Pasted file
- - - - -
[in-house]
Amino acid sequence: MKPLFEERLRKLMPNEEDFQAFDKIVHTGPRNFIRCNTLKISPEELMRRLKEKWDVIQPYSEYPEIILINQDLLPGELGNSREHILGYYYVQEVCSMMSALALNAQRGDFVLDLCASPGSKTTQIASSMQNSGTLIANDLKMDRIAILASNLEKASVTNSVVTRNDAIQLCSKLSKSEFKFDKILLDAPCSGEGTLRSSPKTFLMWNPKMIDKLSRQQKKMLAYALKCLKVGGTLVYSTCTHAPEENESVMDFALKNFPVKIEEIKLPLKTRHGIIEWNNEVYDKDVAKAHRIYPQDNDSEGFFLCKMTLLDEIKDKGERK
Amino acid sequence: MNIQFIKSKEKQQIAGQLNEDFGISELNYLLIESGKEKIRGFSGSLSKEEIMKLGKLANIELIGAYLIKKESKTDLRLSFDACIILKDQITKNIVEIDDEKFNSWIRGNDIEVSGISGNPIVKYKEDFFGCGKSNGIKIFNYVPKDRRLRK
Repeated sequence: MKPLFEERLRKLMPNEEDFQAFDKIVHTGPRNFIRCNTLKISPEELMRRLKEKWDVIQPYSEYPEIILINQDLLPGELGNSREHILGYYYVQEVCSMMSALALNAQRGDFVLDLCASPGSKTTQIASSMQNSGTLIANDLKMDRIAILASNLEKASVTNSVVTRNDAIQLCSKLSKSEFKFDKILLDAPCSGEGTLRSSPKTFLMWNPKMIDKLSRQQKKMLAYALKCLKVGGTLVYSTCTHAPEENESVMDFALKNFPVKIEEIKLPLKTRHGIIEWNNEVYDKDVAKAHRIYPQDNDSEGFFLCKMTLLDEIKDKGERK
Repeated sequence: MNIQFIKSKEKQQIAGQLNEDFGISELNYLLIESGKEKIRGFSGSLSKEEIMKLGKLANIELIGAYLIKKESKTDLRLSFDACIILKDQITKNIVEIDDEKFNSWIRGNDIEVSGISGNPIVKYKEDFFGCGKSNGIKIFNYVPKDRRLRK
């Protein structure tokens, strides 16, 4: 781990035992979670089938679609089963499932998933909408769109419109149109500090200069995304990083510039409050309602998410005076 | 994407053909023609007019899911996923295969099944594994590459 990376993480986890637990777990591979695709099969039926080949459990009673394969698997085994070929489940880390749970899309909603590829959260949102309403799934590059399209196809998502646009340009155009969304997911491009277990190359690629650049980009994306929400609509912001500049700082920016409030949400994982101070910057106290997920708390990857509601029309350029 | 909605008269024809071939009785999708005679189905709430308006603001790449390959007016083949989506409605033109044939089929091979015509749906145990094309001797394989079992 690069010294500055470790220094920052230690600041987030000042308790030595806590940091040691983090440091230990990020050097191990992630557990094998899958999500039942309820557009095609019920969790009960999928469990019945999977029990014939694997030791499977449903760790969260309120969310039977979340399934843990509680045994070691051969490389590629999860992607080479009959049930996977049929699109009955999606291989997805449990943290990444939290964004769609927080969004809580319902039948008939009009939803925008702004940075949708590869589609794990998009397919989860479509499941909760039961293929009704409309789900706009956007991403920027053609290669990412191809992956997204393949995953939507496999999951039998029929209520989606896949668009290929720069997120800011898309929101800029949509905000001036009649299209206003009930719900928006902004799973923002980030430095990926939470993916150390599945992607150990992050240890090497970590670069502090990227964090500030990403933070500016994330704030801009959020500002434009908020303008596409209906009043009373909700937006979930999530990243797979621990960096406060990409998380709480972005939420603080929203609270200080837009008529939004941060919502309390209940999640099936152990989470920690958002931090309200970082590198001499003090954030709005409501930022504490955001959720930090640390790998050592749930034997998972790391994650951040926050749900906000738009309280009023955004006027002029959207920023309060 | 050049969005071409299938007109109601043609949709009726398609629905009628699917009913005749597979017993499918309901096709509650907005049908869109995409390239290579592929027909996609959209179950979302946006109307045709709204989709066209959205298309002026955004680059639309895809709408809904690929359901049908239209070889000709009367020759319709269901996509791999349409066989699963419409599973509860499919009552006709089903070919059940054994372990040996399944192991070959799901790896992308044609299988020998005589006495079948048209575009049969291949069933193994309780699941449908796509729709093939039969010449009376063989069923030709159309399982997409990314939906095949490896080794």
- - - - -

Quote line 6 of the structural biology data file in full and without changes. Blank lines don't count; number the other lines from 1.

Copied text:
């Protein structure tokens, strides 16, 4: 781990035992979670089938679609089963499932998933909408769109419109149109500090200069995304990083510039409050309602998410005076 | 994407053909023609007019899911996923295969099944594994590459 990376993480986890637990777990591979695709099969039926080949459990009673394969698997085994070929489940880390749970899309909603590829959260949102309403799934590059399209196809998502646009340009155009969304997911491009277990190359690629650049980009994306929400609509912001500049700082920016409030949400994982101070910057106290997920708390990857509601029309350029 | 909605008269024809071939009785999708005679189905709430308006603001790449390959007016083949989506409605033109044939089929091979015509749906145990094309001797394989079992 690069010294500055470790220094920052230690600041987030000042308790030595806590940091040691983090440091230990990020050097191990992630557990094998899958999500039942309820557009095609019920969790009960999928469990019945999977029990014939694997030791499977449903760790969260309120969310039977979340399934843990509680045994070691051969490389590629999860992607080479009959049930996977049929699109009955999606291989997805449990943290990444939290964004769609927080969004809580319902039948008939009009939803925008702004940075949708590869589609794990998009397919989860479509499941909760039961293929009704409309789900706009956007991403920027053609290669990412191809992956997204393949995953939507496999999951039998029929209520989606896949668009290929720069997120800011898309929101800029949509905000001036009649299209206003009930719900928006902004799973923002980030430095990926939470993916150390599945992607150990992050240890090497970590670069502090990227964090500030990403933070500016994330704030801009959020500002434009908020303008596409209906009043009373909700937006979930999530990243797979621990960096406060990409998380709480972005939420603080929203609270200080837009008529939004941060919502309390209940999640099936152990989470920690958002931090309200970082590198001499003090954030709005409501930022504490955001959720930090640390790998050592749930034997998972790391994650951040926050749900906000738009309280009023955004006027002029959207920023309060 | 050049969005071409299938007109109601043609949709009726398609629905009628699917009913005749597979017993499918309901096709509650907005049908869109995409390239290579592929027909996609959209179950979302946006109307045709709204989709066209959205298309002026955004680059639309895809709408809904690929359901049908239209070889000709009367020759319709269901996509791999349409066989699963419409599973509860499919009552006709089903070919059940054994372990040996399944192991070959799901790896992308044609299988020998005589006495079948048209575009049969291949069933193994309780699941449908796509729709093939039969010449009376063989069923030709159309399982997409990314939906095949490896080794």